Mercedes-Benz builds big, powerful, über engineered sedans: Autobahn burners for heads of state and captains of industry, not fuel sippers for penny pinchers.
But now the company behind the three-pointed star is using some of its world-famous engineering prowess to make its flagship S-class easier on a tank of unleaded. And unlike almost every hybrid on the market, the Mercedes-Benz S400 Hybrid isn't more expensive because it's a hybrid — it's actually the cheapest S-class sedan available. Moreover it's eligible for an $1,150 tax credit.
Pricing, Performance and Powertrain
Starting at $87,950 the S400 Hybrid is $3,650 cheaper than the 382hp V-8 powered S550 and it offers a nice fuel savings too: 19 city/26 highway for the hybrid versus 15 city/23 highway for the conventional powertrain. Under the big Benz's hood resides a DOHC 3.5-liter V-6 worth 275hp and 258 lb.ft. of torque. But what's more interesting is the .9 kilowatt-hour lithium ion battery pack, roughly the same dimensions as a conventional automobile battery, that sits in the right rear of engine compartment. This compact battery provides the juice for the disc-shaped 20hp three-phase AC electric motor between the engine and car's seven-speed automatic transmission. The S400 isn't a full hybrid, it's a mild hybrid so it can't run solely on electric power. The electric motor assists during stops and starts and under acceleration. Like GM's mild hybrid cars and trucks, the S400 Hybrid's V-6 engine shuts off when the car isn't moving and thus uses no fuel. The air conditioning compressor and the power assist for the steering are electric, so their function is never interrupted. Step on the gas and the S will hit 60 mph in 7 seconds and cover the quarter-mile in 15.5 with the electric motor chipping in to provide a seamless performance boost. When it's time to slow down, the electric motor goes into regenerative braking mode sending power back to the Li-ion battery pack. When the speed drops below 10 mph the V-6 engine is switched off. If the driver applies only light pressure to the pedal, the electric motor/generator slows the car, step into the pedal harder and the S400's friction brakes kick in. In reverse, the hybrid on-off engine switching is disabled altogether.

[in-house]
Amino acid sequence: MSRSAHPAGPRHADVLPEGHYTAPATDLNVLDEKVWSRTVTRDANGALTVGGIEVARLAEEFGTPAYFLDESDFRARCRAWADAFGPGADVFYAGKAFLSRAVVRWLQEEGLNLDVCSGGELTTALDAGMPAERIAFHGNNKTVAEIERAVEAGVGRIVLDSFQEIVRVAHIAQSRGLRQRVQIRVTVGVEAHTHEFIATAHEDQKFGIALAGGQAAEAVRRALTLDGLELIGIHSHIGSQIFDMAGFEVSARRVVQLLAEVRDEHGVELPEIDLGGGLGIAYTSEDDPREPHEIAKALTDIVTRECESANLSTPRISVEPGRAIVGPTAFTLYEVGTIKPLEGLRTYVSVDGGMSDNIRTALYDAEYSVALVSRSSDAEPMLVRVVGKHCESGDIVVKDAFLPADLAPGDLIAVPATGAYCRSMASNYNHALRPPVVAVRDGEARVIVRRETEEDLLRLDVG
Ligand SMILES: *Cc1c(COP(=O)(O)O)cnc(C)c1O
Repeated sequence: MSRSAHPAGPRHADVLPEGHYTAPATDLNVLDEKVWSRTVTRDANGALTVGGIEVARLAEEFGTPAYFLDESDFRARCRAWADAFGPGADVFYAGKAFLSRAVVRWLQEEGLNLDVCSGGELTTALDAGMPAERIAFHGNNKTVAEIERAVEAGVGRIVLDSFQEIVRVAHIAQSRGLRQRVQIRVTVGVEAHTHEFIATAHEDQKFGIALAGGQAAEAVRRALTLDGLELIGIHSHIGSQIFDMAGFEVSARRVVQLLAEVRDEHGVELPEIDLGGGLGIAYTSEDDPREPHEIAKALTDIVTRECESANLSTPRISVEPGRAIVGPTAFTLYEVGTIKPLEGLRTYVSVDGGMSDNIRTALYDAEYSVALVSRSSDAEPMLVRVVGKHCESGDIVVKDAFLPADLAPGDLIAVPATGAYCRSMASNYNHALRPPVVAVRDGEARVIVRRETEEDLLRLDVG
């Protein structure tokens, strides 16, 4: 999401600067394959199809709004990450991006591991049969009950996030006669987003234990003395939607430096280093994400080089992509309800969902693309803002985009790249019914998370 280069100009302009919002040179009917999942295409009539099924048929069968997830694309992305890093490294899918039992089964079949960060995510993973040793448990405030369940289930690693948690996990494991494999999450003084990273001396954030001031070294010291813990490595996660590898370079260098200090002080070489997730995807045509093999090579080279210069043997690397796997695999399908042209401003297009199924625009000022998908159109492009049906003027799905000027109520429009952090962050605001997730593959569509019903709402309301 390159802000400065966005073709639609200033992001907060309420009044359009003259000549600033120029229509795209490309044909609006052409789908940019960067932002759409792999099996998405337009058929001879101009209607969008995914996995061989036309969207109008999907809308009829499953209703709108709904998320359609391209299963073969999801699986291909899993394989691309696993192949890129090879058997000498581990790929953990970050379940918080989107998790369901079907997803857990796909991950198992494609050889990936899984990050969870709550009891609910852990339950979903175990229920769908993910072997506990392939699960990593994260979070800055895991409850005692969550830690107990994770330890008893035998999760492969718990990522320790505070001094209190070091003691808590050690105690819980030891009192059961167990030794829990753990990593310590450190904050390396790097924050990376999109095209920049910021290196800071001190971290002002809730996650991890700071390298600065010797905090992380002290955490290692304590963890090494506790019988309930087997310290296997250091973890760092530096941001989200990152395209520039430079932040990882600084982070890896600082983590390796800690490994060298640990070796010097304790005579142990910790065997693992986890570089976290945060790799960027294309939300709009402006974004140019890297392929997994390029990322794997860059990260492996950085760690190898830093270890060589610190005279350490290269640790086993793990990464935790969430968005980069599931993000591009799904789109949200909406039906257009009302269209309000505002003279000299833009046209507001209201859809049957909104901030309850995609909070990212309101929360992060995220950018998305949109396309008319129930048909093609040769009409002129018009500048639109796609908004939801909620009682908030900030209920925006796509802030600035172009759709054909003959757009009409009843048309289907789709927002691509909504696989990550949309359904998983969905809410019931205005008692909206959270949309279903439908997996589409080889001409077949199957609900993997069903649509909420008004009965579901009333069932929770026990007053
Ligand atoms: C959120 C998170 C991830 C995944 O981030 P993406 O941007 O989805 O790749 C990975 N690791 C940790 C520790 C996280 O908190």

The Eyes Have It
The driver can monitor the S400's hybrid system with a monitor subtly embedded in the speedometer, rather than on a separate screen mounted elsewhere on the dash. The display show's a bird's eye view of the car and simplified icons of the gas engine, electric motor and the Li-ion battery pack. Green arrows point toward the motor and battery when electricity is being generated, red arrows lead away from the motor and battery when power is being used. The display also shows the battery's charge as a precentage. Beyond the hybrid display, a small Hybrid badge on the trunk lid and what some testers have described as a somewhat numb brake pedal feel, there is nothing to alert your fellow country club members that the S class you're driving is easier on resources than the 382hp V-8 powered S550 or the 510hp V-12 S600. From behind the wheel the S is a blend of restrained Teutonic luxury car style and impressive technology. Premium leather upholstery is accented by hand-polished Burl Walnut trim and a matching Burl Walnut wheel is available at extra cost. While many cars are equipped with dashboard mounted displays, M-B's COMAND system allows the driver and front passenger to view two different images on the same screen. For example, while the driver is using the radio or navigation system, the front passenger can enjoy a DVD video. When the splitscreen is active, the driver still has full access to the COMAND system's functions, while the front passenger uses the included remote control and wireless headphones to enjoy their own entertainment choice. Further upping the high-tech ante the S can also be outfitted with a “Night View Assist” feature that allows the driver to more easily spot pedestrians, animals, etc. on the road ahead.
Hybrids For The Well Heeled
Does the Mercedes-Benz S400 Hybrid represent the future of hybrid powertrains in high-powered sedans of the rich and famous? Clearly this is a good way to have your caviar and eat it too: power on tap without a huge fuel mileage penalty. It's also a nice way to get a tidy little tax break, something the financially astute are always on the lookout for. Paired with one of Mercedes-Benz's clean new BLUETEC diesels, a project that Mercedes-Benz already has well underway, one has to wonder if the days of 300-plus horsepower and 30-plus mpg are far off.